Nothing fancy in Kimberley
Brent Janse van Rensburg is hardly the type of coach that allows complacency to creep in among his players.
Griquas might’ve secured a first semifinal appearance in the tournament since 1998, but they’re not guaranteed one at home.
Not only is such a game on home soil desirable for obvious reasons, a victory also means that they have momentum going into the knockouts – and that’s arguably even more important than simply playing in Kimberley.
To do that, they need to stick to a simple blueprint: the one that’s got them in this position.
Griquas play a pragmatic, counter-attacking brand of rugby similar to the one employed by the Springboks and it’s a winning recipe against an expansive but flaky team like the Lions.
It’s been shown time and again that a team that the men from Ellis Park lack the adaptability to counter opposing sides that dominate them physically and pin them back territorially.
And that’s exactly what this Peacock Blue vintage can do so well.
Griquas: Anthony Volmink, Ederies Arendse, Michal Haznar, Andre Swarts, Eduan Keyter, George Whitehead (c), Chriswill September, Niell Jordaan, Sias Koen, Gideon van der Merwe, Victor Sekekete, Ian Groenewald, Ewald van der Westhuizen, AJ le Roux, Mox Mxoli. Bench: Wilmar Arnoldi, MJ Oosthuizen, Johan Momsen, Conway Pretorius, Christiaan Meyer, Chris Smit, Bjorn Basson, Ruan Kramer.
Golden Lions: Tyrone Green, Madosh Tambwe, Wandi Simelane, Duncan Matthews, Stean Pienaar, Shaun Reynolds, Ross Cronje (c), Hacjivah Dayimani, Cyle Brink, Marnus Schoeman, Marvin Orie, Ruben Schoeman, Jacobie Adriaanse, Pieter Jansen, Sti Sithole. Bench: Jan-Henning Campher, Dylan Smith, Johannes Jonker, Wilhelm van der Sluys, Len Massyn, Dillon Smit, Jan-Louis la Grange, Jamba Ulengo.
Willemse’s ‘selfishness’ could benefit Province greatly
His last-ditch selection would arguably betray everything that’s made the Springbok camp such a harmonious place, but there seems to be a lot of noise over Damian Willemse still going to Japan.
Fortuitously, the gifted play-maker has Saturday’s showdown in Bloemfontein to – apparently – woo the national brains trust and that ties in perfectly with Western Province’s ambitions.
They need a win to stay in contention for the playoffs.
“He’s a special kid off the field,” said WP coach, John Dobson.
“He’s a deep thinker on the game so I don’t think he’s going to be too badly knocked if he isn’t in the World Cup squad, but he does want to make a point to the national selectors. In his mind he is still playing for a chance to be in the World Cup squad.”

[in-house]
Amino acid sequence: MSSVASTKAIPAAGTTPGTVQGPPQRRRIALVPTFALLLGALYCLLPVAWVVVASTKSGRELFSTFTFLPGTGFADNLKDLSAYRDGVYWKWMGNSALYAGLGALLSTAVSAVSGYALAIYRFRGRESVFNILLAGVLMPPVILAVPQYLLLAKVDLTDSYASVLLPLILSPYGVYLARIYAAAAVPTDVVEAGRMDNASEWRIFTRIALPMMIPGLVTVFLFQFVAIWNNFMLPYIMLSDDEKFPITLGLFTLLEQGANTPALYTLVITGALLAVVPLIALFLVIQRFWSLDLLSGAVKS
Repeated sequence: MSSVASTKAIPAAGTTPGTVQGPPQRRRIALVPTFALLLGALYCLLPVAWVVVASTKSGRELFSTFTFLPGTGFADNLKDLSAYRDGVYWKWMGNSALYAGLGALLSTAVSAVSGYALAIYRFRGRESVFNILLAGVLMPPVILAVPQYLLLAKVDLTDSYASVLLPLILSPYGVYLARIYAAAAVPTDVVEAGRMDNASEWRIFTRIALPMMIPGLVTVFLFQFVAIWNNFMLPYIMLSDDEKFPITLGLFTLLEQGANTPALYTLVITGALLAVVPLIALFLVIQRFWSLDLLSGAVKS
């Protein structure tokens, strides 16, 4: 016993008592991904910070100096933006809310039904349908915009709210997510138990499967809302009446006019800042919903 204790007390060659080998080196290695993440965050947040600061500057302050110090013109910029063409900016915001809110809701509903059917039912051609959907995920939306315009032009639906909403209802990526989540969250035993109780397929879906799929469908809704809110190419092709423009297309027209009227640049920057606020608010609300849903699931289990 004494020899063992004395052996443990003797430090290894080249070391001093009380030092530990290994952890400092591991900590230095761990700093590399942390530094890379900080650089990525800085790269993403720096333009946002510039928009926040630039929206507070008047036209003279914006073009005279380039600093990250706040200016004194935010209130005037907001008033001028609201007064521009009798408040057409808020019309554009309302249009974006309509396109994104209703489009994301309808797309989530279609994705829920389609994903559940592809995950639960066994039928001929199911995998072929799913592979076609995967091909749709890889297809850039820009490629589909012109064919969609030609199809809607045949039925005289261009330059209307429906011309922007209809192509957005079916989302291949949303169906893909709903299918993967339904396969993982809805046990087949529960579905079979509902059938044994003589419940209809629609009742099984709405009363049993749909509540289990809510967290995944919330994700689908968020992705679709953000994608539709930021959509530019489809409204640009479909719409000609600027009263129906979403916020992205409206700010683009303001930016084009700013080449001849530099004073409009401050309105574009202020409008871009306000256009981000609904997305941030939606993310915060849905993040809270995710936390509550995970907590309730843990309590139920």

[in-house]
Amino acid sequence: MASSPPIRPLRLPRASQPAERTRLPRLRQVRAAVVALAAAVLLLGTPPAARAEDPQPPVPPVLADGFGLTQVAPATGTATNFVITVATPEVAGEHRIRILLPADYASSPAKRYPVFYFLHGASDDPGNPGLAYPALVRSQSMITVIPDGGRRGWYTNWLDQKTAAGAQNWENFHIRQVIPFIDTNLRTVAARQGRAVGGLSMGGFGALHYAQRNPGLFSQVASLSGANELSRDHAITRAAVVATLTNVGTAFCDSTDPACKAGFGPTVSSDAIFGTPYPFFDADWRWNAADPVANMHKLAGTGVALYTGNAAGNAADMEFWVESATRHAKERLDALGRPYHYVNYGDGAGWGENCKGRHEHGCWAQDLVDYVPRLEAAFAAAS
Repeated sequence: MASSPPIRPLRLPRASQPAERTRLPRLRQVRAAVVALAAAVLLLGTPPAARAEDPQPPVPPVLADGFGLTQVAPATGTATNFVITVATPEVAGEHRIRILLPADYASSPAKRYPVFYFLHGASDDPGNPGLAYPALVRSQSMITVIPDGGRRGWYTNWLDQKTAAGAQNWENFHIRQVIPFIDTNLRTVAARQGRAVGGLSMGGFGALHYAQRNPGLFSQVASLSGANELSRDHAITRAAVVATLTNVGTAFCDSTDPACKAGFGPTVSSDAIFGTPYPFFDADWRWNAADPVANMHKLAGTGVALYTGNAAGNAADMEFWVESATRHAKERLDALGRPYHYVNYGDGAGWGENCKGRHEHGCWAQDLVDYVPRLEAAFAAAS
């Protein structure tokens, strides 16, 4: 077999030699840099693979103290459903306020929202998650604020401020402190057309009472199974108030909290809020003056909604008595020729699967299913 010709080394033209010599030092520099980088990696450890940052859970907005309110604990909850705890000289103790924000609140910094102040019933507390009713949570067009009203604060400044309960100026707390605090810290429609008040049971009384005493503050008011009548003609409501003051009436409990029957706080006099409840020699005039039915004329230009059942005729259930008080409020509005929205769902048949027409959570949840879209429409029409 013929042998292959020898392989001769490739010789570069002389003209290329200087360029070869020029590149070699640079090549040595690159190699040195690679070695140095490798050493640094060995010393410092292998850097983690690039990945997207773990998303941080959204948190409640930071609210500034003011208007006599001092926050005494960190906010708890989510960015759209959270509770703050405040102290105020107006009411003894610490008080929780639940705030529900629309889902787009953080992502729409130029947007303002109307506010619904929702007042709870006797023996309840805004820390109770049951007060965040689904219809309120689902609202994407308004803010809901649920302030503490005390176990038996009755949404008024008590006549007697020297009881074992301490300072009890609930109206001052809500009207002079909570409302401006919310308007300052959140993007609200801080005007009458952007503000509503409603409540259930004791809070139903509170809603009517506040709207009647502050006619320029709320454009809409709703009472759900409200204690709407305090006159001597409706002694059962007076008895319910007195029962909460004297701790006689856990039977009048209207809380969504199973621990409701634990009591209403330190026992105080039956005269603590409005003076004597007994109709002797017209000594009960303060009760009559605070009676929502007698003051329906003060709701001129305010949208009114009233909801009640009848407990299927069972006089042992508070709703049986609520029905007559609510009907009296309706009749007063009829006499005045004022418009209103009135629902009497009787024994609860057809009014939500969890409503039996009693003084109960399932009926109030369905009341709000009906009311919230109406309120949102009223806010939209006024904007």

Free State Cheetahs: Clayton Blommetjies, Darren Adonis, Benhard Janse van Rensburg, William Small-Smith, Tian Meyer (c), Tian Schoeman, Ruan Pienaar, Henco Venter, Abongile Nonkontwana, Junior Pokomela, Walt Steenkamp, Sintu Manjezi, Boan Venter, Joseph Dweba, Schalk van der Merwe. Bench: Jacques du Toit, Ox Nche, Aranos Coetzee, JP du Preez, Gerhard Olivier, Jasper Wiese, Dian Badenhorst/Dries Swanepoel, Louis Fouche.
Western Province: Dillyn Leyds, Sergeal Petersen, Ruhan Nel, Rikus Pretorius, SP Marais, Damian Willemse, Justin Phillips, Sikhumbuzo Notshe, JD Schickerling, Ernst van Rhyn, Chris van Zyl (c), Salmaan Moerat, Wilco Louw, Scarra Ntubeni, Corne Fourie. Bench: Chad Solomon, Kwenzo Blose, Neethling Fouche, Nama Xaba, Juarno Augustus, Paul de Wet, Jean-Luc du Plessis, Seabelo Senatla.
Battle of the discards
Given how superb his form has been in 2019 and how he made an accomplished international debut, it’s little wonder Lizo Gqoboka was praised by his Blue Bulls coach Pote Human this week for being “inspirational”.
As a result, there’s been a lot of focus on him being released from the World Cup training squad.
However, his direct counterpart is in the same boat, except that he’s been ignored relatively speaking because of a poor showing against Argentina last week.
Thomas du Toit was indeed on a hiding to nothing at Loftus.
Firstly, he was playing competitively for the first time in ages and, secondly, had to do so at loosehead when he’s been playing tighthead at Super Rugby level.
Both men, for differing reasons, have motivation to shine … and even outperform each other.
“We’ve got Thomas back and partnering Coenie (Oosthuizen), who’s been playing really well,” said Sharks coach Sean Everitt.
“That does give our front row quite an intimidating look. But the Bulls also have Lizo back, who’ll be tasked with lifting the standard of their scrumming again. It should be a good battle and one where we can get parity and even dominance.”
Blue Bulls: Divan Rossouw, Cornal Hendricks, Johnny Kotze, Dylan Sage, Rosko Specman, Manie Libbok, Ivan van Zyl (c), Tim Agaba, Wian Vosloo, Marco van Staden, Ruan Nortje, Andries Ferreira, Wiehahn Herbst, Johan Grobbelaar, Lizo Gqoboka. Bench: Corniel Els, Dayan van der Westhuizen, Conraad van Vuuren, Jean Droste, Ruan Steenkamp, Embrose Papier, Vaughen Isaacs, Stedman Gans.
Sharks: Aphelele Fassi, Kobus van Wyk, Jeremy Ward (c-c), Andre Esterhuizen, Lwazi Mvovo, Boeta Chamberlain, Sanele Nohamba, Tera Mtembu (c-c), Jacques Vermeulen, Phepsi Buthelezi, Hyron Andrews, Ruben van Heerden, Coenie Oosthuizen, Kerron van Vuuren, Thomas du Toit. Bench: Dylan Richardson, Mzamo Majola, John-Hubert Meyer, Gideon Koegelenberg, Andisa Ntsila, Cameron Wright, Rhyno Smith, JP Pietersen.